Over at the Adaptive Computing Blog, Trev Harmon takes a computational look at the Santa mythology and how a parallel machine would go about servicing the estimated 1,333,316,210 households on Planet Earth.
“Display Manager is our most significant functionality update since the move to HPC itself,” said Eric Morales, Engineer and Design Analyst at Ping Golf. “In most cases we are saving a full day of time or more. We get instant feedback, make the change and have enough time to view the results of those changes the same day. Before the upgrade we wouldn’t get those results until mid to late morning the next day, and wouldn’t get the updated structure until end of the next day. Display Manager has greatly improved the speed and efficiency of our process.”
This Week in HPC: HPC Gets the Drop on Design Simulation: Collaboration with Dell, Intel, and Altair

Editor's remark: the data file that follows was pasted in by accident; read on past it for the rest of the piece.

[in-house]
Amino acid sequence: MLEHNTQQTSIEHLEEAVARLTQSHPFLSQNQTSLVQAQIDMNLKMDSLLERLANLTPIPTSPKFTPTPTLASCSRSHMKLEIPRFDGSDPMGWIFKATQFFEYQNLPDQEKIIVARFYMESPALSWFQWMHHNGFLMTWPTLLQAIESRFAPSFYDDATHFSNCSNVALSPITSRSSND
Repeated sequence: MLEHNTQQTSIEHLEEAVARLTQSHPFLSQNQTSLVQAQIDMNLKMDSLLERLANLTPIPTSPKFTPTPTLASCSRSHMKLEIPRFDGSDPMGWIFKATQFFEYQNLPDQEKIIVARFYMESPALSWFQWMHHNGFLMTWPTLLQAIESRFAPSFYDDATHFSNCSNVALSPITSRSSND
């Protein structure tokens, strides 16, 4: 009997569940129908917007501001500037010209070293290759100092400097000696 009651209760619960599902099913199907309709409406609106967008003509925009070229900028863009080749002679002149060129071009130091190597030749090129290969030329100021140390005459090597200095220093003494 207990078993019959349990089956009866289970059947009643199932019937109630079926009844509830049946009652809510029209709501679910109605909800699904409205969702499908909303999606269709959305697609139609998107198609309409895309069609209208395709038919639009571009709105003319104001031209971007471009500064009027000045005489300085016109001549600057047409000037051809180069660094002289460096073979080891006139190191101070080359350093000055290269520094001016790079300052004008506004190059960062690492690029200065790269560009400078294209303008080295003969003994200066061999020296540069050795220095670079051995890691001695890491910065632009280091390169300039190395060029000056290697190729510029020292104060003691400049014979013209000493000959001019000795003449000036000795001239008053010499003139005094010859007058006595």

“Impact analysis or drop testing is one of the most important stages of product design and development, and software that can simulate this testing accurately yields dramatic cost and time-to-market benefits for manufacturers. Dell, Intel and Altair have collaborated to analyze a virtual drop test solution with integrated simulation and optimization analysis, delivering proven gains in speed and accuracy. With this solution, engineers can explore more design alternatives for improved product robustness and reliability.”
“The failure of one parallel language — even a high-profile, well-funded, government-backed one — does not dictate the failure of all future attempts any more than early failures in flight or space travel implied that those milestones were impossible. As I’ve written elsewhere, I believe that there are a multitude of reasons that HPF failed to be broadly adopted. In designing Chapel, we’ve forged our strategy with those factors in mind, along with lessons learned from other successful and unsuccessful languages. Past failures are not a reason to give up; rather, they provide us with a wealth of experience to learn from and improve upon.”